What is the first step in adding or subtracting unlike fractions?

Caution 8.23.

In Example 8.22, be careful to subtract each term of the numerator in the second fraction.

\begin{equation*} \dfrac{5x+10}{30} - \dfrac{2x-2}{30} = \dfrac{3x\alert{+12}}{30} \end{equation*}

because \(~~(5x+10) - (2x-2) = 5x+10 -2x \alert{+2} = 3x+12\)

Subsection Finding the Lowest Common Denominator

How can we find an LCD for fractions whose denominators are algebraic expressions?

The lowest common denominator for two or more algebraic fractions is the simplest algebraic expression that is a multiple of each denominator.

The easiest case occurs when neither denominator can be factored. In that case, their LCD is just the product of the two expressions. For example, the LCD for the fractions \(\dfrac{6}{x}\) and \(\dfrac{x}{x-2}\) is \(x(x-2)\text{.}\)

Example 8.24.

Add: \(~~\dfrac{6}{x} + \dfrac{x}{x-2}\)

Solution

Step 1 Find the LCD: The LCD is \(x(x-2)\text{.}\)

Step 2 Build: We build each fraction to an equivalent one with denominator \(x(x-2)\text{.}\) To find the building factors, we compare the given denominator with the desired LCD. The building factor for each fraction is the missing factor.

Thus, the building factor for \(\dfrac{6}{x}\) is \(x-2,\) and the building factor for \(\dfrac{x}{x-2}\) is \(x\text{.}\)

\begin{gather*} \dfrac{6}{x} = \dfrac{6 \blert{(x-2)}}{x\blert{(x-2)}} = \dfrac{6x-12}{x(x-2)}\\ \dfrac{x}{x-2} = \dfrac{x\blert{(x)}}{(x-2)\blert{(x)}} = \dfrac{x^2}{x(x-2)} \end{gather*}

Step 3 Combine: We combine the resulting like fractions.

\begin{align*} \dfrac{6}{x} + \dfrac{x}{x-2} =~ \amp \dfrac{6x-12}{x(x-2)} + \dfrac{x^2}{x(x-2)}\\ \amp \blert{\text{Combine the numerators; keep the same denominator.}}\\ =~ \amp \dfrac{x^2+6x+12}{x(x-2)} \end{align*}

Step 4 Reduce: The numerator of this fraction cannot be factored, so the sum cannot be reduced.

Reading Questions Reading Questions

3.

When can we multiply two denominators together to find their LCD?

4.

How do we find the building factor for each fraction?

However, if the denominators contain any common factors, the simplest common denominator is not just the product of the two denominators. In this case we must first factor each denominator to find their LCD.

Example 8.25.

Find the LCD for \(~~\dfrac{5}{12a^3} + \dfrac{7}{18a}\)

Solution

The LCD is not \(12a^3(18a) = 216a^4\text{.}\) It is true that 216 is a multiple of both 12 and 18, but it is not the smallest one! We can find a smaller common denominator by factoring each denominator.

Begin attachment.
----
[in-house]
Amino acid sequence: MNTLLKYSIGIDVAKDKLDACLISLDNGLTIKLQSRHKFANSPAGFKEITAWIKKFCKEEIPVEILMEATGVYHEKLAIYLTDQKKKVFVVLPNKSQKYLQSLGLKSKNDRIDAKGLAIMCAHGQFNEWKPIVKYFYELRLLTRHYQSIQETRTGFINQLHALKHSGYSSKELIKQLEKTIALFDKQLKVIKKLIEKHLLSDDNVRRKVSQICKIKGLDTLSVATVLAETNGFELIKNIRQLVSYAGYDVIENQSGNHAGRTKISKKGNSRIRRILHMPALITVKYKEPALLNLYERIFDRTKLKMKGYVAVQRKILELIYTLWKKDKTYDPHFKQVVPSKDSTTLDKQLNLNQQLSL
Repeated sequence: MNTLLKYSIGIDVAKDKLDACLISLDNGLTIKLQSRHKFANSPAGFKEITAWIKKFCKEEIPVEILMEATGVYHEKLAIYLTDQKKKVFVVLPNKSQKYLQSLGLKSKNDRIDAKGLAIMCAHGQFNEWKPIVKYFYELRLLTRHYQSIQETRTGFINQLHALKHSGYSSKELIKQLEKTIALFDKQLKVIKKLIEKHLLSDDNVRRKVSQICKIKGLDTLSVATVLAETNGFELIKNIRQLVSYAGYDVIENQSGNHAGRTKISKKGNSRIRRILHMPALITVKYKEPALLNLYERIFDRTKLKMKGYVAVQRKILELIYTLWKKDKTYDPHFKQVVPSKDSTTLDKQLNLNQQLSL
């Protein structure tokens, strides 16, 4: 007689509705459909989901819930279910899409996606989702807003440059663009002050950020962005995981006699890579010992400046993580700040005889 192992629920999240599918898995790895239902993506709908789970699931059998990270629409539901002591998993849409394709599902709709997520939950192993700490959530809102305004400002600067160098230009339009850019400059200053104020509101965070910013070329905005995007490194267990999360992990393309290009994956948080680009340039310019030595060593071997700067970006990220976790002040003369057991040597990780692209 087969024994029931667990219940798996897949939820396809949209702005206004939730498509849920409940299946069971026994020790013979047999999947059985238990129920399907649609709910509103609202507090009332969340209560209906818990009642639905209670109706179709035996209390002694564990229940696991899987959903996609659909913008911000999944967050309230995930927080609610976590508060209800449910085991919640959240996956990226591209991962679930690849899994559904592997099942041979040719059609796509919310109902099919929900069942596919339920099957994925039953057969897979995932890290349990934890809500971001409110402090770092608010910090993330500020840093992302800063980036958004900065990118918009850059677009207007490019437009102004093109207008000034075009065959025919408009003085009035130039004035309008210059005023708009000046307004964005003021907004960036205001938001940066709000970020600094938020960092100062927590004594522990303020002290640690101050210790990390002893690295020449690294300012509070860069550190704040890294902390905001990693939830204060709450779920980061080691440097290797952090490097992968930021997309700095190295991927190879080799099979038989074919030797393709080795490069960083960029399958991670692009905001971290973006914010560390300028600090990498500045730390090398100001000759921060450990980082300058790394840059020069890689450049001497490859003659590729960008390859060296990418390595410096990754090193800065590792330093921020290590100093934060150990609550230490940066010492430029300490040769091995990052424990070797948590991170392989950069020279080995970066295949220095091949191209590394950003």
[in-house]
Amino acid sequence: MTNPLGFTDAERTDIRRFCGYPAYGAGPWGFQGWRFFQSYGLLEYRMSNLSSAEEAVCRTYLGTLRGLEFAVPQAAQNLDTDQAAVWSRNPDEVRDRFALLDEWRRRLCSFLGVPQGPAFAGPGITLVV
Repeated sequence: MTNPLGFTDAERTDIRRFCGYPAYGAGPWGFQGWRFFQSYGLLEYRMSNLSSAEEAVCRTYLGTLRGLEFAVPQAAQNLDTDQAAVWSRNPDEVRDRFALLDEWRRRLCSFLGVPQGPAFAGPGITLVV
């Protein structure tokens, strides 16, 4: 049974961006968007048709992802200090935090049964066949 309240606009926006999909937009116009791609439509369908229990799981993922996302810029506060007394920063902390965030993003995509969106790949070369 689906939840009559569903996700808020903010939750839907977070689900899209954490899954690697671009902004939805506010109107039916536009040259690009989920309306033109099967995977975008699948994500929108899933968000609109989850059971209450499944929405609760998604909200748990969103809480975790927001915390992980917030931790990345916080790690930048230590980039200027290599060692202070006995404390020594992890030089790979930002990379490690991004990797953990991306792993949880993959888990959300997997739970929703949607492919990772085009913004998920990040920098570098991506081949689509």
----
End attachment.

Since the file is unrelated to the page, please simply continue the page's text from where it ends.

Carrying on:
\begin{gather*} 12a^3 = \alert{2} \cdot \alert{2} \cdot 3 \cdot \alert{a} \cdot \alert{a} \cdot \alert{a}\\ 18a = 2 \cdot \alert{3} \cdot \alert{3} \cdot a \end{gather*}

To find an expression that both \(12a^3\) and \(18a\) divide into evenly, we need only enough factors to "cover" each of them separately. In this case two 2's, two 3's, and three \(a\)'s are sufficient, so the LCD is

\begin{equation*} \text{LCD} = \alert{2 \cdot 2 \cdot 3 \cdot 3 \cdot a \cdot a \cdot a} = 36a^3 \end{equation*}

You can check that \(36a^3\) is a multiple of both \(12a^3\) and \(18a\text{.}\)

Look Closer.

To find the LCD in Example 8.25, notice that for each factor, we chose the denominator with the most copies of that factor, and included them in the LCD. For example, \(12a^3\) has only one factor of 3, but \(18a\) has two factors of 3, so we used two factors of 3 in the LCD.

To Find the LCD.
  1. Factor each denominator completely, and arrange the factors in order.
  2. For each factor,

    1. Which denominator has the most copies of that factor? Circle them. (If there is a tie, either denominator will do.)
    2. Include all the circled factors in the LCD.
  3. Multiply together the factors of the LCD.

Reading Questions Reading Questions

5.

We would like to add two unlike fractions. If each denominator contains one factor of \(x\text{,}\) how many factors of do we include in the LCD?

Now let us see how to incorporate this new skill into the steps for adding fractions.

Example 8.26.

Add: \(~~\dfrac{x-4}{x^2-2x} + \dfrac{4}{x^2-4}\)

Solution

Step 1 To find the LCD, we first factor each denominator completely.

\begin{gather*} x^2-2x = x(x-2)\\ x^2-4 = (x-2)(x+2) \end{gather*}

The LCD is \(x(x-2)(x+2)\text{.}\)

Step 2 We build each fraction to an equivalent one with the LCD as its denominator.